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Saturday October 23, 2004: Personal: Where Have All the Colors Gone?

          Michigan had an unusual summer -- cooler and wetter than anything we remember from the last four or five years. Nights would often drop forty degrees, and by mid-August portions of the trees had begun turning color. August was supposed to bring the heat of summer; instead I began seeing stray leaves blowing across the yard. We all agreed it was strange and wondered about the upcoming winter.

        The change to fall progressed in stages. On most trees, I watched some leaves stubbornly remain green while others began turning color. Yellows and oranges picked up shades of brown (perhaps from the cold nights), or maybe it was the sudden dry spell that squelched any riotous show of color by a single tree. Bare branches explained the piles of dead leaves beneath mostly green trees. The overall effect was not our usual autumn of reds and oranges and yellows, but a landscape painted in shades of olive and rust. I moaned a lot. Autumn is my favorite time of the year and I rush to embrace the brilliant colors that celebrate summer's end.

           My mother talked to my brother in the UP a few weeks ago. Wisconsin and the upper peninsula of Michigan had a cold snap and the trees all turned at once; the colors, he said, were spectacular. I grumbled again over trees in southeast Michigan that were struggling -- with an even mixture of green and colored leaves scattered about each tree, our landscape in southern Michigan was still painted olive and rust. Unfair!! The UP usually trailed after southern Michigan's peak colors by two to three weeks.

            On the way into work, I passed by a local farmer's market.  For the past month they'd put out a huge multi-colored display of mums along one entire side of the building. Over the weekend, the mums had been replaced by a tiered stand of pumpkins, five to six levels high -- hundreds of pumpkins, enough for the nearby families and students to buy multiple sizes and carve to their hearts' delight. The shock of an orange wall of pumpkins made me smile and remember all the other parts of autumn I love.  I laughed at myself. Why should I let the drab color of trees spoil my favorite time of year? No, sir -- I was going to enjoy Michigan on its own terms. If the usual fall colors were missing, then so be it -- I would find delight in the subtleties of olive and rust shadings.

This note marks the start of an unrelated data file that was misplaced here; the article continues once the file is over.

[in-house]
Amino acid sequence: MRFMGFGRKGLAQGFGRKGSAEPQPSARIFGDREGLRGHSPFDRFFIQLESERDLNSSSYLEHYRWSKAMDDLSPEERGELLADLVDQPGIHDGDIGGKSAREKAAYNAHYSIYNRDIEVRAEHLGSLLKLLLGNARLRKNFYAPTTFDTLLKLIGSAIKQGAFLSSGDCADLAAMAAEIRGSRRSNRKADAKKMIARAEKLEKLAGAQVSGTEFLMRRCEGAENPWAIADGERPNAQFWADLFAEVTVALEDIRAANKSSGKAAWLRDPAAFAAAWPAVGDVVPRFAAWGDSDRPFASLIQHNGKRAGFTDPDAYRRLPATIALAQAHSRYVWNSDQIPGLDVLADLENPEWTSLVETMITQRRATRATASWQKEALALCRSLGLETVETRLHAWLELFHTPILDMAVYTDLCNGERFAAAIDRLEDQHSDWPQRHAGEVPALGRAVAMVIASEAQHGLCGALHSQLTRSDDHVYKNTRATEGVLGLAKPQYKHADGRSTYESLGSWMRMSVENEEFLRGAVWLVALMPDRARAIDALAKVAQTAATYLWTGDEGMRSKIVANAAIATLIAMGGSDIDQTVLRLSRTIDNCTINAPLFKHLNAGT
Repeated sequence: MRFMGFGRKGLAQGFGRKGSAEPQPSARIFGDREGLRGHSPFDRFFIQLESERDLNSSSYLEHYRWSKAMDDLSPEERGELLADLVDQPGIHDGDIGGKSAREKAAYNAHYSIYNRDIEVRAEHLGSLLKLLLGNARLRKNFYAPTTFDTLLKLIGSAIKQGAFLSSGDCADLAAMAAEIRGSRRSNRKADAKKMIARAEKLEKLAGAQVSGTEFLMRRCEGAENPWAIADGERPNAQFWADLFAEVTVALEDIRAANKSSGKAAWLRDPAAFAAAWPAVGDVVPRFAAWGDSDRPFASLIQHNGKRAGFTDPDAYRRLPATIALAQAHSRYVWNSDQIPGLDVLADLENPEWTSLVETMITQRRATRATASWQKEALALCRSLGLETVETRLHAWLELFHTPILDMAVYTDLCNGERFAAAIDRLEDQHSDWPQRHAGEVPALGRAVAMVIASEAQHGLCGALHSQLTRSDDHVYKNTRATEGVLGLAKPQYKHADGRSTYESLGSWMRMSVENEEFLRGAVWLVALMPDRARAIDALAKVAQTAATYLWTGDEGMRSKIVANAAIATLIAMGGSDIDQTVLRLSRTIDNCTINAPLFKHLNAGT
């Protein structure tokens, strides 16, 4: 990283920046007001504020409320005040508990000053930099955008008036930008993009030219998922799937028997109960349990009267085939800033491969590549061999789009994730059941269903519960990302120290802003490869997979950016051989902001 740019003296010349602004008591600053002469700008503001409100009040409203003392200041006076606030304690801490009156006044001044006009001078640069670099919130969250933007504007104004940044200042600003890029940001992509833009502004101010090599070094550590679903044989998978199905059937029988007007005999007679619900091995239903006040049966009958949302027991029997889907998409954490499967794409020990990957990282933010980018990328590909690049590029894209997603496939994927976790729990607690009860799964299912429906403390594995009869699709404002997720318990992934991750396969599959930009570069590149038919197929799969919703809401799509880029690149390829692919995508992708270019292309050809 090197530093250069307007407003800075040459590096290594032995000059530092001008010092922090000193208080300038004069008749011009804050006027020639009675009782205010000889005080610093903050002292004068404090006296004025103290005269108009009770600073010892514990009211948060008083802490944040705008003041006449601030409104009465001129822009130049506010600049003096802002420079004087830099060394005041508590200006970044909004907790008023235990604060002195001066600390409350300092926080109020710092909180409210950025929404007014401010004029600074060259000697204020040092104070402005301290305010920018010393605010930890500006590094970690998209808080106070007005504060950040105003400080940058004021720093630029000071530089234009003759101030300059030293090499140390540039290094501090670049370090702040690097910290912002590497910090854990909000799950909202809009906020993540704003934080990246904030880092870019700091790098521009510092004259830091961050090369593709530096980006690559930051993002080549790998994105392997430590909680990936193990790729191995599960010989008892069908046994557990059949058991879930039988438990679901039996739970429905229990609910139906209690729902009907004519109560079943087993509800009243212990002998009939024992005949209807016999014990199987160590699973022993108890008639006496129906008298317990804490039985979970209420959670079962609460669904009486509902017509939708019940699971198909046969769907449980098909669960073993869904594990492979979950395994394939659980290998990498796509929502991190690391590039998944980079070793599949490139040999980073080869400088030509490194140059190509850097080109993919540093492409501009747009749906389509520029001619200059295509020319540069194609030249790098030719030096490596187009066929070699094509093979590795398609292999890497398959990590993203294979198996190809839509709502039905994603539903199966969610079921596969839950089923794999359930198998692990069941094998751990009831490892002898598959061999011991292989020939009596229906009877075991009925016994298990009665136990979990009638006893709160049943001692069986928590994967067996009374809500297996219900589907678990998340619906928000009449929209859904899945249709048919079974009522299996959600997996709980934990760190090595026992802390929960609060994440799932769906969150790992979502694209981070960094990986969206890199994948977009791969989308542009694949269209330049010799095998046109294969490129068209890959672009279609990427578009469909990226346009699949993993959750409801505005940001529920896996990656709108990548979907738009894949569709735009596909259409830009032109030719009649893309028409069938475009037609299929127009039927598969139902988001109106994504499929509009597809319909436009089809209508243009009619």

It was a great plan, though on the way home I did wonder if I was being over-enthusiastic. I hate the sweetness and light approach that must see everything as beautiful. That approach always seems to deny the rough or discolored edges of reality. The idea I might be slipping into the 'everything is beautiful' camp put a damper on my enthusiasm.  Plus -- to make matters worse -- I found no matter how I tried to appreciate the subtle shades, an undercurrent of disappointment continued. Deep down I still wanted color -- riotous color to delight the eye one last time before the grays and browns of winter took over.

           That's when I started up again -- laughing at myself. Haven't I gotten past that stage of mysticism where each thing needs to seen as beautiful in its own special way? I don't need to see the world in only the upper shades of a spiritual spectrum. I can appreciate the good, the bad, the indifferent, and the way all of it becomes woven into the reality of life. I can weave disappointment into the whole of my life and still be content with the overall effect.

              You know what? The drive home was peaceful again. It was a different type of peace than from my earlier mystic days. I was not looking past the physical reality to see the sparkling presence of the divine. I simply held all of life and marveled at the wonder of its complexity.

             By the time brighter colors eventually filtered into parts of our area, it didn't seem to matter. Occasional sugar maples and burning bushes came into full glory, brilliant colors tucked in the midst of their more reserved neighbors. I still saw tree after tree with brown leaves clinging to the branch. I continued noticing green leaves stubbornly refusing to join a group celebration. I returned to an inner sense of peace.

           This has been a strange summer and autumn. Still, time passes; the seasons -- for better or worse -- have progressed.  I may remember this autumn more for the way it refuses to merge into all my other memories of fall colors. Perhaps this autumn I will rejoice in the comfort that comes from embracing the world on its own terms.       


Posted on Saturday, October 23, 2004 at 08:47AM by Registered CommenterThe Skeptical Mystic | CommentsPost a Comment

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